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Visibly exhausted from fighting relentless tides, burnt from the sun and annoyed beyond belief by blood-thirsty gnats, I couldn't help laughing, not just at my brother's sarcasm, but at the sudden realization that the reputation of New Jersey's Meadowlands as a dump and a festering wasteland retains its grip on the public perception.
Much work has gone into restoration of this threatened ecosystem over the past three or four decades. They still have a long way to go— not just in cleaning up this swampy place just across from Manhattan, but in reconstructing the attitudes of people who know too much about its sordid and shameful past as a dumping ground for everything from garbage to dead bodies to abandoned trucks.
Chris and I began and ended our canoe trip in a canal in Lyndhurst, N.J. on the edge of an industrial park that was built on old landfills. The reed-covered land all around us was composed entirely of garbage several feet deep, and it was nice and neatly exposed by the carving action of the water, revealing a profile made of mud, old wires, rubber hoses, cassette tape, shoes, bottles and other random discarded man-made items that were no longer identifiable. The smell was funky, to put it mildly.
Bane of land developers
So the stage was set, or so it seemed, for me to reinforce my thesis: that this wetland was the site of a bitter conflict between Nature's awesome beauty and Man's shortsighted ambitions. As I saw it, the Meadowlands represented a victory for Nature, which had persistently resisted Man's attempts to develop this marsh in the midst of one of the world's hottest real estate markets.
Proof of this victory, I thought, would be the rotting carcasses of Man's failures in the region: the empty, dilapidated industrial enterprises rendered into badlands by the mighty forces of the marsh. I would photograph these sights and paint them, thus illuminating the resilience of this obstinate wilderness.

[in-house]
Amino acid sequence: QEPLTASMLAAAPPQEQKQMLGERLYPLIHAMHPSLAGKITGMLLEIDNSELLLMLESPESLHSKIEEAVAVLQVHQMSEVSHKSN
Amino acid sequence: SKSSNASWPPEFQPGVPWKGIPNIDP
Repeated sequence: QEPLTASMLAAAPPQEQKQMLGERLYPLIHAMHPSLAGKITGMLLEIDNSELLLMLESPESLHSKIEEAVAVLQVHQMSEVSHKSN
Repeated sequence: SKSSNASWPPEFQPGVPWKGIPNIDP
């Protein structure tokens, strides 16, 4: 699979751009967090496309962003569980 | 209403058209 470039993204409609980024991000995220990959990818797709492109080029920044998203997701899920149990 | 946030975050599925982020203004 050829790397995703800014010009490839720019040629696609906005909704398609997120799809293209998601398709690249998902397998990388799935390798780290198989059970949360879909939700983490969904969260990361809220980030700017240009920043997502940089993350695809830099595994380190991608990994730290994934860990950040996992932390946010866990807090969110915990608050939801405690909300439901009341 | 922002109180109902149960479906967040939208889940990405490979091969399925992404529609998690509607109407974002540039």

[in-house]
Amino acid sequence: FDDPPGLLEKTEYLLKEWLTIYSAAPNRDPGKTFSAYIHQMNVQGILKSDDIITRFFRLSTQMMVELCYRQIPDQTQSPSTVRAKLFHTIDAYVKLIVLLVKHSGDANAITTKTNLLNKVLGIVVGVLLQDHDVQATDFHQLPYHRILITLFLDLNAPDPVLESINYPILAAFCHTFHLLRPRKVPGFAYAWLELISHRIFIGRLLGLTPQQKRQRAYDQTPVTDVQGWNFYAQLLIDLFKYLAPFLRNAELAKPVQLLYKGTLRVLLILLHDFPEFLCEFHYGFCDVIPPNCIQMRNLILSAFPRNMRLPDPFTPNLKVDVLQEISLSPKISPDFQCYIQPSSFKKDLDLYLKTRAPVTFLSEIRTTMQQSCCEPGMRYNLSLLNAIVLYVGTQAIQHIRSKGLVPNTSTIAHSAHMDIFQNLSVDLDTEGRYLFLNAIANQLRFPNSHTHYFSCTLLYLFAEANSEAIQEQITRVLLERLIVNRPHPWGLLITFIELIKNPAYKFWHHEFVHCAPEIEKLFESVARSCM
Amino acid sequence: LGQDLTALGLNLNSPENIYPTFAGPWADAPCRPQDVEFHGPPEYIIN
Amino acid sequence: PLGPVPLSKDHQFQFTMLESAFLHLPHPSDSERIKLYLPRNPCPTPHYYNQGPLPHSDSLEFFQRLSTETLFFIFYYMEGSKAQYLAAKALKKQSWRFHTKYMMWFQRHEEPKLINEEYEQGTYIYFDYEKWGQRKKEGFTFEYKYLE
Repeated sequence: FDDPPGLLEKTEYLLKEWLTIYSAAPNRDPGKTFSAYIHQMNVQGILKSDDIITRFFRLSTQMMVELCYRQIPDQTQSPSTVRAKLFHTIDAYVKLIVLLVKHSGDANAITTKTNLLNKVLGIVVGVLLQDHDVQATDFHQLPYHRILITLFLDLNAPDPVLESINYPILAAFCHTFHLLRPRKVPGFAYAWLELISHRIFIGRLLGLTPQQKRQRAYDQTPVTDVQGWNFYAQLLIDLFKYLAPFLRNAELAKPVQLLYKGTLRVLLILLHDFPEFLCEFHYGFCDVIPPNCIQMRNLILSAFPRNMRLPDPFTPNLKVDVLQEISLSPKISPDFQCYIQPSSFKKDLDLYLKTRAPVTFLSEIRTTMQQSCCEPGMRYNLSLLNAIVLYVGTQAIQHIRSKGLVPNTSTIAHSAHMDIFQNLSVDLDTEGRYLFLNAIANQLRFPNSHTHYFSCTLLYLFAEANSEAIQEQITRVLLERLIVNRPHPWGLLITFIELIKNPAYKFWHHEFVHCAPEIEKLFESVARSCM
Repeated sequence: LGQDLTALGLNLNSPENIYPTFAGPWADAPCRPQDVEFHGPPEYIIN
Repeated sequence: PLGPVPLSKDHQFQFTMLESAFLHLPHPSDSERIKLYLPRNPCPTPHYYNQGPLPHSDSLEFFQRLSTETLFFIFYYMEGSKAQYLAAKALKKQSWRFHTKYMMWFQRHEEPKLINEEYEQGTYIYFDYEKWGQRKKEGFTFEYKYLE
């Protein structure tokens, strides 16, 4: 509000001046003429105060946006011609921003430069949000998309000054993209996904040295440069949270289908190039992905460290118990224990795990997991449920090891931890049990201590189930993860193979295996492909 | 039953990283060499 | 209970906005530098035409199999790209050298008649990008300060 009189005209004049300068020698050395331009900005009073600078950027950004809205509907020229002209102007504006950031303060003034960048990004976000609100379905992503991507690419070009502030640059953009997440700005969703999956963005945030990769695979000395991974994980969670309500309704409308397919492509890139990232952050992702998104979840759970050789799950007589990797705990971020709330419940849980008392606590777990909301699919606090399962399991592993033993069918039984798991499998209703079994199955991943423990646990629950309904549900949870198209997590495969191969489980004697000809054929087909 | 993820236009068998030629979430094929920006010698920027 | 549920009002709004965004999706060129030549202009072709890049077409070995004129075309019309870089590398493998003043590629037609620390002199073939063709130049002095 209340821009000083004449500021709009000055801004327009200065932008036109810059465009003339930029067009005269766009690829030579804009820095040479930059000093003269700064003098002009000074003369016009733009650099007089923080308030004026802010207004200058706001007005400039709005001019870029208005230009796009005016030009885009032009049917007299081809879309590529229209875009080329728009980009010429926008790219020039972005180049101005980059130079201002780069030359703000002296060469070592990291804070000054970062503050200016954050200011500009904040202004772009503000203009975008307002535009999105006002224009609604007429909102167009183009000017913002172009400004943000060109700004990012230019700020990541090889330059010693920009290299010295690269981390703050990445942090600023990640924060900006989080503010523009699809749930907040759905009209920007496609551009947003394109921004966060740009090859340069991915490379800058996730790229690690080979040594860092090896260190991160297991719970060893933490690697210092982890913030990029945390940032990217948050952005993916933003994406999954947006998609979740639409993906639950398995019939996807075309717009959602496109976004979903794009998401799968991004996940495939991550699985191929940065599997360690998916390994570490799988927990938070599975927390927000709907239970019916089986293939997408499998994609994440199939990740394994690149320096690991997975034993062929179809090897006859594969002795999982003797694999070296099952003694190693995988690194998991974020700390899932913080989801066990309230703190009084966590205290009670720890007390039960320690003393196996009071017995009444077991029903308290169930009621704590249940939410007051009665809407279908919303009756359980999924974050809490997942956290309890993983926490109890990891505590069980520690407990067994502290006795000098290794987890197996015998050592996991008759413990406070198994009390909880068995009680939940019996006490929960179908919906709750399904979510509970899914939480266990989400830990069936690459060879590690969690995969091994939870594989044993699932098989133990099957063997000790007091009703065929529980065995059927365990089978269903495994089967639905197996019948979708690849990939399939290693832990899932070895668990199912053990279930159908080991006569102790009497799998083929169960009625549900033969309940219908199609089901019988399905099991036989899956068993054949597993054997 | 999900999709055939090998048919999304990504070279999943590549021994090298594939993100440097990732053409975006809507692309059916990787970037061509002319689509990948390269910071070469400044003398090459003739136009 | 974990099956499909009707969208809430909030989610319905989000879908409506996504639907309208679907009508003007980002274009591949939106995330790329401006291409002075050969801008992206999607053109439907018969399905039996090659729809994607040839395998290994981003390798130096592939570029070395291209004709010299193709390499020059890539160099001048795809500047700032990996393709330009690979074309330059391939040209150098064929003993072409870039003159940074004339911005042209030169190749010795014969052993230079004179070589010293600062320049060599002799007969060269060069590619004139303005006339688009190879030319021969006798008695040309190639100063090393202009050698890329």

But on my last trip, in January, instead of finding blight, I found myself seduced by the aesthetics of my surroundings, natural and manmade alike. I was left wondering if I was looking for the wrong thing, and whether my arrogance was somehow causing me to overlook the sublime beauty of the place. But this time, a garbage-lined canal seemed to suggest that maybe I was right to begin with.
The canal opened to a creek and then to the Hackensack River, which we paddled down. Our first stop was the edge of a landfill that had been closed some time ago. We found nothing much there, except for some odd brick structures and several black pipes used for venting gasses from the rotting garbage underground.
As we were leaving, I reached into the water to retrieve a white construction helmet with the words "Think Safety" printed across the back.
"The meadowlands giveth," proclaimed Chris, and I placed the helmet on the canoe's bow, where it would ride for the rest of the day.
A little while later, we pulled into a small canal, where we discovered a partially submerged object that looked like something from the frame of a car. The water had an eerie green glow where it was penetrated by sunlight and a strange brown, oily film on the surface that didn't look at all natural. It was there that we also had our first encounter with the Meadowland's gnats.
A man in the bushes
Soon after, we stopped at the foot of an abandoned railroad bridge, and as we climbed ashore, a very pierced and tattooed guy emerged from the bushes. He wore a black T-shirt decorated with some kind of demonic skull pattern, and he carried a portable radio. He explained that he came to find his wallet, which he thought he had lost the last time came to fish there, and he brought the radio to test an electrical outlet that he thought might be live. It wasn't, and after a few minutes of chitchat about fishing, he left. Only in The Meadowlands, we thought, could a person appear out of nowhere in such a remote place.
We headed back up river, this time cutting across an area of marsh and impounded water that covered a few square miles on the river's west side. It was almost pristine, with clean water, plenty of birds and virtually no trash. There were large expanses of salt hay, a type of grass originally found in the Meadowlands before the invasion of the common reed.
Here it was quiet, and the air had a clean, saline freshness that I found pleasant and calming. Then I saw something that brought me back to reality. Out in the middle of this seemingly untamed expanse of tidal marsh was a large refrigerator hung up in a patch of reeds. Whoever discarded this thing had sufficient sense to remove the doors.
And the winner is….
Against a fierce outgoing tide, we paddled until we were back in the canal near the industrial park where we'd started. I had shot four rolls of film but wondered if I'd found what I was looking for. This land made of garbage was indeed a battleground. But who was winning?
As we were preparing to take the canoe out of the water, Chris reached for my helmet on the bow and it fell overboard, where it was quickly swallowed by the fast-moving current, disappearing forever beneath the surging, greenish water.
"The Meadowlands taketh away," he sighed. Score one for Mother Nature.
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